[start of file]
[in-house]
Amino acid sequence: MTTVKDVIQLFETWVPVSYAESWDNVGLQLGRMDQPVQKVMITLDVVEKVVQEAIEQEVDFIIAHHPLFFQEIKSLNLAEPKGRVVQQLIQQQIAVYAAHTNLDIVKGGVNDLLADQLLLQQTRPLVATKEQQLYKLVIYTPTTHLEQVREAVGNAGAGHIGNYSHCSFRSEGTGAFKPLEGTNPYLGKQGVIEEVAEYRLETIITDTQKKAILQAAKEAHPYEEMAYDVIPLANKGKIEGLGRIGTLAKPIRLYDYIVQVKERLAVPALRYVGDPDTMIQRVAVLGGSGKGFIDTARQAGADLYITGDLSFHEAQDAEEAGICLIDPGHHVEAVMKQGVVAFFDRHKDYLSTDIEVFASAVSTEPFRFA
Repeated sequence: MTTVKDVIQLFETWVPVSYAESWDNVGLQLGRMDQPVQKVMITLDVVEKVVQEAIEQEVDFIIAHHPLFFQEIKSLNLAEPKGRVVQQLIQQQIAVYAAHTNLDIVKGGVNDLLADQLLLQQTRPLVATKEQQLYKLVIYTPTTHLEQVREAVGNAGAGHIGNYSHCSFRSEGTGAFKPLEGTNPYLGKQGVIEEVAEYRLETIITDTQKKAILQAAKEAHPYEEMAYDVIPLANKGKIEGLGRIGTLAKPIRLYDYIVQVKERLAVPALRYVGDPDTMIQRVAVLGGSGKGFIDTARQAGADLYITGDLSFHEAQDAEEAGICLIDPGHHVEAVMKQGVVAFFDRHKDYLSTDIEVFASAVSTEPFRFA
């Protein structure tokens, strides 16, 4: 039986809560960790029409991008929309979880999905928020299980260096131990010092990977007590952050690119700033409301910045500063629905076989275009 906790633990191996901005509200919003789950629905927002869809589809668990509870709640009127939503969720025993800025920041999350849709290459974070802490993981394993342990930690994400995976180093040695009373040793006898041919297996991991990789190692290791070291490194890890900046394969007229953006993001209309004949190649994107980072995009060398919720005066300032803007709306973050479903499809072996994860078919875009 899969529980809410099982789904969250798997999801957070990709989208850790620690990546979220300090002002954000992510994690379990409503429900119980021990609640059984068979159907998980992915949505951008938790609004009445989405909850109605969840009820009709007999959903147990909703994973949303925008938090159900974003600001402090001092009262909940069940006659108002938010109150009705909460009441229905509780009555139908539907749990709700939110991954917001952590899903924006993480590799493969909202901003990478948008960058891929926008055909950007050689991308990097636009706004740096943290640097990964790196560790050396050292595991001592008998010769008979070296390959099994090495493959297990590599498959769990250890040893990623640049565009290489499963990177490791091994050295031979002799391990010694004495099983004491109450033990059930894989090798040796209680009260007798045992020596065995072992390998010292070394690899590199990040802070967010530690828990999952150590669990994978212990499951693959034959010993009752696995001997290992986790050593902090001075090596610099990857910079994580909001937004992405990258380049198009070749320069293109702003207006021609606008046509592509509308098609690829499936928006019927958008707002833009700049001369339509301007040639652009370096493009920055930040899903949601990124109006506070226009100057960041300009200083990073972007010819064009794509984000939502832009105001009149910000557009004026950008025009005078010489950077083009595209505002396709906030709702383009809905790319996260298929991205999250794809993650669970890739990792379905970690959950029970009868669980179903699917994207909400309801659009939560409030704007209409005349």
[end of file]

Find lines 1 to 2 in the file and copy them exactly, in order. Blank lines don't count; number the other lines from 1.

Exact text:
[in-house]
Amino acid sequence: MTTVKDVIQLFETWVPVSYAESWDNVGLQLGRMDQPVQKVMITLDVVEKVVQEAIEQEVDFIIAHHPLFFQEIKSLNLAEPKGRVVQQLIQQQIAVYAAHTNLDIVKGGVNDLLADQLLLQQTRPLVATKEQQLYKLVIYTPTTHLEQVREAVGNAGAGHIGNYSHCSFRSEGTGAFKPLEGTNPYLGKQGVIEEVAEYRLETIITDTQKKAILQAAKEAHPYEEMAYDVIPLANKGKIEGLGRIGTLAKPIRLYDYIVQVKERLAVPALRYVGDPDTMIQRVAVLGGSGKGFIDTARQAGADLYITGDLSFHEAQDAEEAGICLIDPGHHVEAVMKQGVVAFFDRHKDYLSTDIEVFASAVSTEPFRFA